Using the services of the Registry, an organization described by Inside Higher Ed as “an interim professional matchmaking organization that helps college boards fill presidential and administrative vacancies,” the board appointed as interim president Carol Moore, a former high school teacher and biology professor who had served as president of three colleges over the previous decades, including Burlington College in Vermont (which subsequently closed) and Columbia College in South Carolina (from which she had retired three months earlier for “family and health reasons”).

So, with the provost having resigned suddenly and unexpectedly, the president having announced that she was leaving her post, the board having hired a new unknown interim president whose specialty was trying to save colleges from going under, and the board only recently having revealed just how much money the college had borrowed (and the size of the college’s annual debt-service payment), it felt like Guilford was heading toward the cliff.

Things soon got worse.

It did not take long for us to see that Moore had an agenda. Because of the college’s pressing debt, she had no doubt that paying the bills would require cutting programs and terminating the appointments of many faculty and staff members. In preparing for the immediate cuts that she saw as inevitable, she took some perfunctory steps to include faculty in the decision-making process. On a very tight timeline, she asked each department to submit a report that detailed its contributions to the college. Although these reports were to include narrative assessments, the key data were the number of majors and average class sizes.

She then asked the curriculum committee and the clerk’s committee to use those reports to determine which programs and departments were to stay and which were to go. Both committees challenged her assumption that cutting was the only way to save money, even in the face of an immediate economic crisis, and instead the two committees proposed a lengthy list of alternatives. In an email, the chair of the curriculum committee encouraged the faculty to contribute to an emerging list of “creative ideas that don’t involve laying off faculty.” The final list that the committee submitted to Moore included implementing an early-retirement program, asking faculty members if they were willing to take a voluntary unpaid year’s leave, and asking if they were willing to teach and be paid at a two-thirds rate. The list also included proposals capping all salaries as well as proposals for progressive cuts to the salaries of the highest-paid administrators. Moore responded by belittling these efforts. As a reporter for the Wall Street Journal put it, “Dr. Moore said she asked for faculty input, and ‘they sent a nice note back saying don’t cut anything.’”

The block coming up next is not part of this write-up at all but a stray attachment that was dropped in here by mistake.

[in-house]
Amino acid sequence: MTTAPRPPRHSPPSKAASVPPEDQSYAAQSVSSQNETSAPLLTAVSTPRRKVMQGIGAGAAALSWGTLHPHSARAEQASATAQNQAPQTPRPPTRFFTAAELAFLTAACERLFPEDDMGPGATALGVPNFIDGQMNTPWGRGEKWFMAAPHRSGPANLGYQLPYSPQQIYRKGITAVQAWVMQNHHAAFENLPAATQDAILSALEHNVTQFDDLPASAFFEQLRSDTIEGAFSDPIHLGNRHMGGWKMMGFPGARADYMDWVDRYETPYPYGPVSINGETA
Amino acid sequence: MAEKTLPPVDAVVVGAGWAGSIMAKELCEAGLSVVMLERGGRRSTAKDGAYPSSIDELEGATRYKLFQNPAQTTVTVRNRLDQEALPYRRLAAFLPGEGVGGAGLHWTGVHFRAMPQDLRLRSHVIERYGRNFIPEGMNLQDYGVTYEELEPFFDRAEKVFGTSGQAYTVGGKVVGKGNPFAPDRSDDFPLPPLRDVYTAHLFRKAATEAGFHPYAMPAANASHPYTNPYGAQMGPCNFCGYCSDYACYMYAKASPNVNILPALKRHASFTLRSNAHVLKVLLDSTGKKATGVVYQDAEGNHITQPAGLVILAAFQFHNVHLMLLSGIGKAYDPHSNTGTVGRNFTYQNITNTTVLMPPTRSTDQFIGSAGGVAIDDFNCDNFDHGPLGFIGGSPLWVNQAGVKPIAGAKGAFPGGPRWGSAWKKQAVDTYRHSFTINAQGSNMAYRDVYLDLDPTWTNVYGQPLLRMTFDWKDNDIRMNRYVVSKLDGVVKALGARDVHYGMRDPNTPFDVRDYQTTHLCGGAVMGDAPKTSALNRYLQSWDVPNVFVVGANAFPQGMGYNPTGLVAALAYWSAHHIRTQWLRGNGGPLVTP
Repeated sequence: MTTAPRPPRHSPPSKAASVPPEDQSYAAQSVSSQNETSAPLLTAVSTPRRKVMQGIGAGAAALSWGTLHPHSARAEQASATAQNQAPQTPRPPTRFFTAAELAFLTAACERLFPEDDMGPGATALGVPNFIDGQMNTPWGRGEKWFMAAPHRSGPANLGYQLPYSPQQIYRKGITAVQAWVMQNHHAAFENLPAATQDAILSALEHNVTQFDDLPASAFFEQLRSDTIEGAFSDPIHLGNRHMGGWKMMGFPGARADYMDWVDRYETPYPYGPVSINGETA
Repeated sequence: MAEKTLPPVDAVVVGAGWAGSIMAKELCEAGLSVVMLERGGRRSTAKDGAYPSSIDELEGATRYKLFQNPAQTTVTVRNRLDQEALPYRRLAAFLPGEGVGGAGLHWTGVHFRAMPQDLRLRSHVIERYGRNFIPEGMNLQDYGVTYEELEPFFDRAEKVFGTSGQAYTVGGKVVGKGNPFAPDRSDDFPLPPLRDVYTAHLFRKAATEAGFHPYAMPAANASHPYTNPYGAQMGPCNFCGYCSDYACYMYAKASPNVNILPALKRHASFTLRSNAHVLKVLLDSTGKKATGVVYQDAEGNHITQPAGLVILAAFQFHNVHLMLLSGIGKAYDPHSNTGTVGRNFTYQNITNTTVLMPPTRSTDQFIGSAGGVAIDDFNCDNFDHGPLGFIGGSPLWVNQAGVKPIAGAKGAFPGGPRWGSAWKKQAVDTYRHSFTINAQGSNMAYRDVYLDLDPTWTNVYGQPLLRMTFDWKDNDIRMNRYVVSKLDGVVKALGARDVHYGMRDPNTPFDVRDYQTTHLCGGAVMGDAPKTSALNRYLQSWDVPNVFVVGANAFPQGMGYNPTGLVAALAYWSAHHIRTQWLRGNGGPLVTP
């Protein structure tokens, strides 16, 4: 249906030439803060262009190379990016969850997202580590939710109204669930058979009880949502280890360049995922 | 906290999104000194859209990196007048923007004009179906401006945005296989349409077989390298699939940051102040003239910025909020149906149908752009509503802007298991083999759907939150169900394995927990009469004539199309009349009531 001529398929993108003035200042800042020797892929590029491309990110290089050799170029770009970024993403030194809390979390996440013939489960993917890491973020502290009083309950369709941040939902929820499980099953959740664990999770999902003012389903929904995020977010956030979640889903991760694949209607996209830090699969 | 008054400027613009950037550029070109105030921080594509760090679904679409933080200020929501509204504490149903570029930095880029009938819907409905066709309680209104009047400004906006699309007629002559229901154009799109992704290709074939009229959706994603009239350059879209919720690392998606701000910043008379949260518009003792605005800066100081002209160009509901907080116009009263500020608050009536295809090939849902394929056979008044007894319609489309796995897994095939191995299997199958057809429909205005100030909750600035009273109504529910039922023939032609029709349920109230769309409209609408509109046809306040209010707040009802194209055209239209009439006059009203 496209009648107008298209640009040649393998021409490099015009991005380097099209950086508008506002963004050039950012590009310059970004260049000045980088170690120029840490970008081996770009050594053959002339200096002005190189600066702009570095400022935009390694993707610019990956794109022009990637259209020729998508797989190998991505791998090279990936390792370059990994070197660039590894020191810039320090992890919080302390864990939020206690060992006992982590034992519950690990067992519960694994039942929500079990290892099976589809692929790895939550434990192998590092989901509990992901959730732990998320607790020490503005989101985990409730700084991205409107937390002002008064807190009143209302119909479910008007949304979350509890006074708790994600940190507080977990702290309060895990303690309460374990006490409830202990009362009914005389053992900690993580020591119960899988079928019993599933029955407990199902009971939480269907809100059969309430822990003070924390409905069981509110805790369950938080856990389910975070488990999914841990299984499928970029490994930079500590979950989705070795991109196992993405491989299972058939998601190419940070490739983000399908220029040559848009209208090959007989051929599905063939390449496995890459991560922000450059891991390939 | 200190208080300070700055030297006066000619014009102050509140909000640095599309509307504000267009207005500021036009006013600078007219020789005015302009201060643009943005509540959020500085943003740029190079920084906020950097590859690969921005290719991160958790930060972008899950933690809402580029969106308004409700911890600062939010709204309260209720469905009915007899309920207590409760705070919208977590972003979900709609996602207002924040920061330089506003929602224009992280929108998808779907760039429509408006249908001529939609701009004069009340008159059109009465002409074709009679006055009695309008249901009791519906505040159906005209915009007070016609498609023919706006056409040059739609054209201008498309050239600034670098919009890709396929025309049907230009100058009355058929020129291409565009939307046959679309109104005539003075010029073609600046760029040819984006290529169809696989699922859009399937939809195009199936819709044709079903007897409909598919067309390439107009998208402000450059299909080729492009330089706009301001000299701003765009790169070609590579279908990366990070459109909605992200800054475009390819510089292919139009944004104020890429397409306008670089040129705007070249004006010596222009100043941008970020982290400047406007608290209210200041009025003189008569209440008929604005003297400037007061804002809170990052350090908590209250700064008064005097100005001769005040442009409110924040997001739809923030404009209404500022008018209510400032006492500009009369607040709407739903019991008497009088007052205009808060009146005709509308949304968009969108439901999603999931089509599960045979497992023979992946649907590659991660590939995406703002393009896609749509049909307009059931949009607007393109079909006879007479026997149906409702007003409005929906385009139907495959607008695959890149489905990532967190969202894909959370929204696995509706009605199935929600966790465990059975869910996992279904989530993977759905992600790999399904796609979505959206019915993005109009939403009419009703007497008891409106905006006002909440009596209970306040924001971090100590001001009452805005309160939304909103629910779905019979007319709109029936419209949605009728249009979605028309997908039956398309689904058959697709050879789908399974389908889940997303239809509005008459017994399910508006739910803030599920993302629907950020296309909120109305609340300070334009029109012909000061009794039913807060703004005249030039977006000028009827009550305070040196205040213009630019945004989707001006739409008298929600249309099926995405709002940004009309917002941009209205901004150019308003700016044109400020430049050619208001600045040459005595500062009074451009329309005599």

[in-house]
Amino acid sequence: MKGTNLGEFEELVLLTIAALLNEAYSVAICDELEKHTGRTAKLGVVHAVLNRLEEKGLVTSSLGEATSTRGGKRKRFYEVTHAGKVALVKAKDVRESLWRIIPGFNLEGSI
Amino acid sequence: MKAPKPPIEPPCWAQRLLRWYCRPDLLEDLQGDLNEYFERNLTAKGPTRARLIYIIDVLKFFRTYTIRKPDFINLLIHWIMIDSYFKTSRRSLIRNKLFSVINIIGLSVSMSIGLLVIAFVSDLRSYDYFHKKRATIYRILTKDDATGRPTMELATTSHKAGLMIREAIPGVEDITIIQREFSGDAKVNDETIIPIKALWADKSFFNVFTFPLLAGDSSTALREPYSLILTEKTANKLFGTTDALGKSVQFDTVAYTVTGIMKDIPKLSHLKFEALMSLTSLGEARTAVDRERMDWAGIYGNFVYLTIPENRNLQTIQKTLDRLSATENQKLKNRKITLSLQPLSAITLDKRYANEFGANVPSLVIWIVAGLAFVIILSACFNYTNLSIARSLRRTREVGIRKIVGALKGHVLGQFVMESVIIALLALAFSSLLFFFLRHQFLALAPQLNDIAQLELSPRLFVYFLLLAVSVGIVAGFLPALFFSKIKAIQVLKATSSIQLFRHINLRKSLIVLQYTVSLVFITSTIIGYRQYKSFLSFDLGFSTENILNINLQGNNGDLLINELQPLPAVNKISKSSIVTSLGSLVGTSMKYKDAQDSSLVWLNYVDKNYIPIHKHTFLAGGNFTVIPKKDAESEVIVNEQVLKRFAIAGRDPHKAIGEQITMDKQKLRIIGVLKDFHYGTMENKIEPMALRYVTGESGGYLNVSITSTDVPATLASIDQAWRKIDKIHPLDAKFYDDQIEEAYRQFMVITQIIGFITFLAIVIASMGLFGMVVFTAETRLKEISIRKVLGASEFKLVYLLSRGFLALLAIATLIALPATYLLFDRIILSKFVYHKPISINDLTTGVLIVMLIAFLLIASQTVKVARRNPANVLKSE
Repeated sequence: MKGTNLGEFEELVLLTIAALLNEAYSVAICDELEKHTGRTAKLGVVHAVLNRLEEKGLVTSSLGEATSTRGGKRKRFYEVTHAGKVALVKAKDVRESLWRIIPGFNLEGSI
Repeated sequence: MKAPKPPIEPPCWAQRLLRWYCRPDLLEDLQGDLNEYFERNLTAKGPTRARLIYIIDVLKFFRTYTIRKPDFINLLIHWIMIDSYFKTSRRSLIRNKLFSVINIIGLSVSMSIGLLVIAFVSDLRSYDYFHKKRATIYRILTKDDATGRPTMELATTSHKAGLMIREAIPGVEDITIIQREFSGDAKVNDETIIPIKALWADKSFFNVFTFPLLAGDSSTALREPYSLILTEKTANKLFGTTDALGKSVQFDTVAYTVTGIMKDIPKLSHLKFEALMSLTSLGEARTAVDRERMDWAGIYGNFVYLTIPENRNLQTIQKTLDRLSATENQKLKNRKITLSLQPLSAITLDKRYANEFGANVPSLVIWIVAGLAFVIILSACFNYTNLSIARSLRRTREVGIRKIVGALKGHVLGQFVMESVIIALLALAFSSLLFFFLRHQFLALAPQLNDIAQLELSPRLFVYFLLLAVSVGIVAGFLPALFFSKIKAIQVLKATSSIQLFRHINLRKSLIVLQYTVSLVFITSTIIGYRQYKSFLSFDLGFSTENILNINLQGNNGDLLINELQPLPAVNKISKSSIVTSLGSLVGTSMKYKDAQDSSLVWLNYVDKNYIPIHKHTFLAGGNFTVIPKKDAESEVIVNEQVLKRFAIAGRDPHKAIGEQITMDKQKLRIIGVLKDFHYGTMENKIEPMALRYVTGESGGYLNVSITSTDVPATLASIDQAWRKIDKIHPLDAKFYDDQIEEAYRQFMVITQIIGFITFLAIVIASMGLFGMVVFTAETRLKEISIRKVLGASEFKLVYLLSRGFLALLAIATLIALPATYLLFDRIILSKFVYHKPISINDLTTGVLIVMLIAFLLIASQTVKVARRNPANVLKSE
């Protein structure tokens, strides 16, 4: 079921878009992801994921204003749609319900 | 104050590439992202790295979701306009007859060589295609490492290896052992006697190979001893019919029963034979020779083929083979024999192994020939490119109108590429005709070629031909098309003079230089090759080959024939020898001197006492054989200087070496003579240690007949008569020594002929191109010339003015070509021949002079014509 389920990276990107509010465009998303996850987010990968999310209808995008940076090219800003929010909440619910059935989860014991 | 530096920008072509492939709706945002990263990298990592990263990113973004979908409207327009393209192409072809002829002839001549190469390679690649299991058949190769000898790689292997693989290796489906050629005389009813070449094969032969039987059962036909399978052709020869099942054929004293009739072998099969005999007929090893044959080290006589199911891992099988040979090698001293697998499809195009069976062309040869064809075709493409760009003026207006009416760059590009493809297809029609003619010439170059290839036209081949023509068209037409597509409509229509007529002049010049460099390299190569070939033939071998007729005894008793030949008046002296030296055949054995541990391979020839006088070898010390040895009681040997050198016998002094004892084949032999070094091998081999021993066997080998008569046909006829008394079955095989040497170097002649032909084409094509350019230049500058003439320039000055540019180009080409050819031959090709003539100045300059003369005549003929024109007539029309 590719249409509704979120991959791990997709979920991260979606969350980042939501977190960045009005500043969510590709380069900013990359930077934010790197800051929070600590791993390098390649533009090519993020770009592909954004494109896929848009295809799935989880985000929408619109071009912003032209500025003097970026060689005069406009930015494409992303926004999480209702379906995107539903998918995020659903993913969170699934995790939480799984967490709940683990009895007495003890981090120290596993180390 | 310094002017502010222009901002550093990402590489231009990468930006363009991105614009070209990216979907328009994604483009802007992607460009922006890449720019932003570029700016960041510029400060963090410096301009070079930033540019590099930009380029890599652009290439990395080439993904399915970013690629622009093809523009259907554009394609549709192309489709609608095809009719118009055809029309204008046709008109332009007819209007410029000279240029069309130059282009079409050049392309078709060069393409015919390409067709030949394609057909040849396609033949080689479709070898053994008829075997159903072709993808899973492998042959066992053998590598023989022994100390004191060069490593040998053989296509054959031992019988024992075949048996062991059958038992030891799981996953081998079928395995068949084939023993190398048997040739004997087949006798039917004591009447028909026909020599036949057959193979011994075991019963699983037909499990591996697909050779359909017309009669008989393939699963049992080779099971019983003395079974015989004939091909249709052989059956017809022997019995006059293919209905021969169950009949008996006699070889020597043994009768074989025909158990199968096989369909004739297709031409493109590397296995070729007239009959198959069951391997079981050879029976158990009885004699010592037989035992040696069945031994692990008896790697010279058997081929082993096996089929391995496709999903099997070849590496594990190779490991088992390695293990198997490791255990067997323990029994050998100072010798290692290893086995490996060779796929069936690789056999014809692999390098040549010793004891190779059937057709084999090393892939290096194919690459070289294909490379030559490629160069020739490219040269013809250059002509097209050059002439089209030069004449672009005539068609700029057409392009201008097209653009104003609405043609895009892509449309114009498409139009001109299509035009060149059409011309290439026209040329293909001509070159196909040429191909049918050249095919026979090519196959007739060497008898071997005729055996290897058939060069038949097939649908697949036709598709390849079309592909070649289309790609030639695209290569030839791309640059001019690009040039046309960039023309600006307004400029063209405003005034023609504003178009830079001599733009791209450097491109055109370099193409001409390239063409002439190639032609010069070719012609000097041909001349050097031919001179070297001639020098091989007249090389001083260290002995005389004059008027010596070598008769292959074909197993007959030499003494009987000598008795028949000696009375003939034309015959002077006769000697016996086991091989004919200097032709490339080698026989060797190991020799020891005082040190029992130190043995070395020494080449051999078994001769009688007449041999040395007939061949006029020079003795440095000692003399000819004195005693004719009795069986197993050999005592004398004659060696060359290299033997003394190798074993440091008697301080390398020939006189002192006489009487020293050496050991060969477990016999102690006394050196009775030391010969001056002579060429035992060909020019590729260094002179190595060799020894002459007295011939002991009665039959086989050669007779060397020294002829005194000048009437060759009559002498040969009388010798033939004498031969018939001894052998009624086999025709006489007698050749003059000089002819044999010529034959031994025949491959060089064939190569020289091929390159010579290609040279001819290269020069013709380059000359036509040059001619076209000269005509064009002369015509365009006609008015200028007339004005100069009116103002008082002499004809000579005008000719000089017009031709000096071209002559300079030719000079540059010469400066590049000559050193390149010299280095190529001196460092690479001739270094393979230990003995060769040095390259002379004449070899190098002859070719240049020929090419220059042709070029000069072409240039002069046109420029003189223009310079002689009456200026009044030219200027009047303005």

Round Three: The Ax Falls

The ax fell in early November 2020, when Moore proposed to the board that the college eliminate nineteen majors. These included many in the humanities and social sciences (history, political science, economics, philosophy, religious studies, creative writing, sociology/anthropology, community and justice studies, peace and conflict studies, and modern languages) as well as majors in the sciences (forensic biology, chemistry, geology, and physics). She also announced that the appointments of another twenty-seven faculty members, nearly a third of the faculty, would be terminated, including sixteen who were tenured. Among those who were to lose their jobs were some who held endowed professorships, some who had won teaching awards, and four long-term visiting professors who had each been teaching full time at the college for more than a decade. Eight of those designated for release had been at the college for more than twenty years, three for more than thirty years.

According to the college’s handbook, and according to AAUP-recommended standards, tenured faculty appointments cannot be terminated for financial reasons unless the institution declares “financial exigency.” Otherwise, administrations could use what may be financial challenges but not a bona fide crisis to terminate the appointments of tenured faculty members. Moore and the board worried that a public declaration of financial exigency would create bad press that could hurt enrollment and might lead to problems with the Southern Association of Colleges and Schools, the college’s accrediting agency. At this point the chair of the board had only praise for Moore and her plan. He told a reporter for the local newspaper that he was impressed that she had taken “such decisive action so quickly,” and he said, apparently speaking for the board, “We’re very pleased with Carol’s leadership.”